The ‘Gherkin’, London
The Gherkin is one of a new breed of buildings that is first entirely constructed as a mathematical model on a computer. Every aspect of these models is linked mathematically – the shape, the height, the width, the curvature, the construction method – a change to any one of these automatically ripples through the model altering the other aspects in response.
These computer models of the building, called parametric models, allowed the designers to play: to explore different shapes for aesthetic reasons as well as practical ones. Not only could the designers explore how different shapes would look but also how they would react in the physical environment.
One particularly important aspect was the aerodynamics of the building. The movement of wind around tall straight-sided buildings can result in turbulence at their base, buffeting passers-by at ground level, or even producing wind tunnel effects. The designers of the Gherkin were able to experiment with the curved shapes and test them in computer simulations of wind movement to find a shape that reduced the turbulence on the ground. Similar experimenting with the aerodynamics of the internal structure resulted in six spiralling ventilation shafts that draw air through the building. This natural ventilation reduces the heating and cooling costs of the building by 40%.
Mathematics not only helped the design of the building, but also made the construction of such a novel and complex structure possible. The way the building is modelled mathematically can be turned into a step-by-step guide to construct it. How do you construct this amazing curved building? You might be surprised that the sleek curved exterior only contains one piece of curved glass – the curved panel at the very top of the building. Instead a mathematical understanding of the curved surface allowed it to be approximated by triangles and diamonds of flat glass.
But of course architecture and construction is a delicate balancing act. The architects needed to balance the approximation of the curved surface with the cost of the construction — more panels means higher costs, and other aesthetic considerations — like trying to maximise the amount of glass and reduce the struts joining panels.
For the designers of the Gherkin, mathematics set their imagination free – it allowed them to play with new, innovative ideas, they were free to take risks and make mistakes with their computer models without physical consequence, and to find the best solutions to practical and aesthetic questions.
Props: Round balloons (ideally with icosahedrons printed on them) and permanent markers for all participants. One icosahedron of roughly the same size as an inflated balloon.
It's all very well for architects and designers to come up with these striking forms, but how exactly do you go about building one in real life? Curved panels of glass are expensive to manufacture and fit. Surprisingly, the curved surface of the Gherkin has been created almost entirely out of flat panels of glass — the only curved piece is the cap on the very top of the building. And simple geometry is all that is required to understand how.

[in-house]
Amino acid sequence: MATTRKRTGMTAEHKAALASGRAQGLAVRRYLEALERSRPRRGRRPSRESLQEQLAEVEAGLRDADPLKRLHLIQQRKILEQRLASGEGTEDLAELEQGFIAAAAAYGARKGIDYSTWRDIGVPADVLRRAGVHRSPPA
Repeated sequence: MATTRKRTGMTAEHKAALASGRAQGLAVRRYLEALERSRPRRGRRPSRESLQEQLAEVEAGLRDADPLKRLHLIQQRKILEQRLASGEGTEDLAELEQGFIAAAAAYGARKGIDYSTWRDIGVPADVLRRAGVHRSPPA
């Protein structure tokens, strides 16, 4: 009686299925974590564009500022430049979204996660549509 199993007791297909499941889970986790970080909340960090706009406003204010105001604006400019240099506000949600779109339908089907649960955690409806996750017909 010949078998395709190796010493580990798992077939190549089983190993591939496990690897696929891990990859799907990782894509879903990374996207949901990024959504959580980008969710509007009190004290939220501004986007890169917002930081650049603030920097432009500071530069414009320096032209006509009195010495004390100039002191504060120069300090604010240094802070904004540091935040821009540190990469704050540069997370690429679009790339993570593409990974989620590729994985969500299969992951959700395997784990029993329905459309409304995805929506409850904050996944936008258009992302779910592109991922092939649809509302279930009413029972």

One way of approximating a curved surface, such as the surface of a balloon, using flat panels is using the concept of geodesic domes and surfaces. A geodesic is just a line between two points that follows the shortest possible distance — on the earth the geodesic lines are great circles, such as the lines of longitude or the routes aircraft use for long distances. A geodesic dome is created from a lattice of geodesics that intersect to cover the curved surface with triangles.
This rotating image from Wikipedia shows you what one looks like.
To try to build the curved shape of our balloon out of flat panels, you first need to imagine an icosahedron (a polyhedron made up of 20 faces that are equilateral triangles) sitting just inside your balloon, so that the points of the icosahedron just touch the balloon's surface. We can draw lines on the balloon above the edges of the imaginary icosahedron to help us picture it.
But an icosahedron, with its relatively large flat sides, isn't going to fool anyone into thinking it's curved. You need to use smaller flat panels and a lot more of them. So divide each edge of the icosahedron in half, and join the points, dividing each of the icosahedron's faces into four smaller triangles. If you push the corners of these smaller triangles out so they just touch the balloon's surface, you now have a polyhedron with 80 triangular faces (which are no longer equilateral triangles) that gives a much more convincing approximation of the curved surface of the balloon. Again we can draw lines on the balloon above the edges of this imaginary polyhedron to help us picture it.
You can carry on in this way, dividing the edges in half and creating more triangular faces, until the surface made up of flat triangles is as close to the curved surface as you would like.
But instead we will stop here at 80 faces and create a mathematical souvenir of the Gherkin. Colour in the crowning circle of triangles and then colour in alternating stripes of triangles spiralling down from the top of your balloon. Then gently pull the top of the balloon away from the bottom, and you have yourself your own model of the Gherkin!